Mat-Su Borough School District sees daily 20% absentee rate
The issue with attendance is no longer solely a COVID-19 problem, the district says
ANCHORAGE, Alaska (KTUU) - The Matanuska-Susitna Borough School District says they have been experiencing chronic absenteeism since the start of the academic school year.
According to a letter from the school district superintendent to parents, the district said that approximately 20% of their student body is absent every day. Superintendent Randy Trani said that initially, the problem was linked to COVID-19 infections, quarantines and cancelation of school bus routes. However, in the past two weeks, the district has seen a lower rate of COVID-19 infections, but the rate of absent students remains steady.
Trani says COVID-19 is not solely to blame now for this problem. Instead, he says students are getting used to the idea that they can miss school and nothing will change.
“School has been, it used to be very stable and it happened every single day no matter what, and then for the last two years, we and by we I mean the district, and for good reason, we have taught them, in quotes, we’ve taught them that school isn’t something that you go to all the time,” Trani said.
He said the district’s absentee problem has been primarily for middle and high school students. He says that it’s because this age group of students tend to either transport themselves to school, or stay at home alone. However, Sarah Paison, a parent in the school district, has had a different experience.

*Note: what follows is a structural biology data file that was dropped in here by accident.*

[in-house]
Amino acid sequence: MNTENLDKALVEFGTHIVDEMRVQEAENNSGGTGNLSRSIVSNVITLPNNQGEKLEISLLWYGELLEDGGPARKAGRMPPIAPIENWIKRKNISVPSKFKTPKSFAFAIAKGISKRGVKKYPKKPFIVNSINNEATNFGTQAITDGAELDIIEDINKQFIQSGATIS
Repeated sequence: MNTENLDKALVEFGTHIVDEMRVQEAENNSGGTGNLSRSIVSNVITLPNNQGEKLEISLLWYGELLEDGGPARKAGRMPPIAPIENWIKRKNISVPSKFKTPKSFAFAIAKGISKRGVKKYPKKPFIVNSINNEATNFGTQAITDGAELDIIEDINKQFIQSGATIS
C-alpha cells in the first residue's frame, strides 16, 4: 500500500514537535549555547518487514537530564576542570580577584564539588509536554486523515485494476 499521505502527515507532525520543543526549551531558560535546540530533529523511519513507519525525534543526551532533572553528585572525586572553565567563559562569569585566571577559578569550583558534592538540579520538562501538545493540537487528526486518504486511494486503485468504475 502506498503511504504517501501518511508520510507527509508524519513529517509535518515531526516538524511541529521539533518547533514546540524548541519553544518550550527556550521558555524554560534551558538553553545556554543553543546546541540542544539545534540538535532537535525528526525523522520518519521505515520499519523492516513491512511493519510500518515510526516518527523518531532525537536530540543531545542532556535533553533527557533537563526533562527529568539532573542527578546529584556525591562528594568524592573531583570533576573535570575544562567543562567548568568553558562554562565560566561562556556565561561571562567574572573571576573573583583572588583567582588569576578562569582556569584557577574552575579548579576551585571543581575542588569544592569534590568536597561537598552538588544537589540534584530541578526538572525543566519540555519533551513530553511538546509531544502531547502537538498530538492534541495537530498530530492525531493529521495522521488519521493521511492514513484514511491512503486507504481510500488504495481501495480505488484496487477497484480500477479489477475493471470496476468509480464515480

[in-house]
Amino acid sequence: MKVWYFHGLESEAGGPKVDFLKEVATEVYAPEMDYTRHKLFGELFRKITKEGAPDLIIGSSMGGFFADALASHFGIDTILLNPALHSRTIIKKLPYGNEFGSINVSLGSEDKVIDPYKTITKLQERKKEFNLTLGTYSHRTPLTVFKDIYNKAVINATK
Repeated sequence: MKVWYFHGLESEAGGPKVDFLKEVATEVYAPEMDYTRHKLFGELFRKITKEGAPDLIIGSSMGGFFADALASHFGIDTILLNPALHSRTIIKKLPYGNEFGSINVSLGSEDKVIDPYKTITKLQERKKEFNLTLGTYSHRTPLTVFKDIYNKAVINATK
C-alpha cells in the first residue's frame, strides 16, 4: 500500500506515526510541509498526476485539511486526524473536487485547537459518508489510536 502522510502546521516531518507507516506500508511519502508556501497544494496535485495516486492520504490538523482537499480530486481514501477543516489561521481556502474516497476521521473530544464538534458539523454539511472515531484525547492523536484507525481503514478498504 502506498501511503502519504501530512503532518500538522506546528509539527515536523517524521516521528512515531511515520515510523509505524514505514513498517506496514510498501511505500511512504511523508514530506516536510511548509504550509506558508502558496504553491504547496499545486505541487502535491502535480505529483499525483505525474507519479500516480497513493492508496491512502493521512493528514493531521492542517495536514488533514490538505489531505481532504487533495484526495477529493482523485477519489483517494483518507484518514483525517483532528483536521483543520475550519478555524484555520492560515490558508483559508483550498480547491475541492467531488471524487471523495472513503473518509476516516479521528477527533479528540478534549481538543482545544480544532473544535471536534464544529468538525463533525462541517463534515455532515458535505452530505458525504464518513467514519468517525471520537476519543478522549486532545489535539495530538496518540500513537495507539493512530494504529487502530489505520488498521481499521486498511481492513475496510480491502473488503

Paison is a mother of both a 6-year-old and two high school students. She said her high school students have not had an issue missing school. However, her 6-year-old son, Shane, has missed school 25 times since the start of the school year due to COVID-19 precautions. Paison says this disruption to his school schedule has made it difficult for him to have a productive learning experience.
“He thinks school is an option now,” Paison said. “It will be like a Monday and it’s like, ‘Okay it’s time for school’, and he doesn’t think that he needs to go because they’re teaching him that you know, he doesn’t need to go. And I’m really more worried about the impact of that than of any of the kids getting COVID.”
Paison said she and her husband have been creating their own curriculum at home to keep Shane up-to-date on his lessons. She said the school does allow them to pick up worksheet activities for the children to do, but that there is a lack of guidance.
Meanwhile, Trani said the school district has implemented a credit, community, college and career program dubbed the “4 C’s,” which assigns every student a teacher that they meet with on a daily basis to help students stay academically up-to-date and be prepared for graduation.
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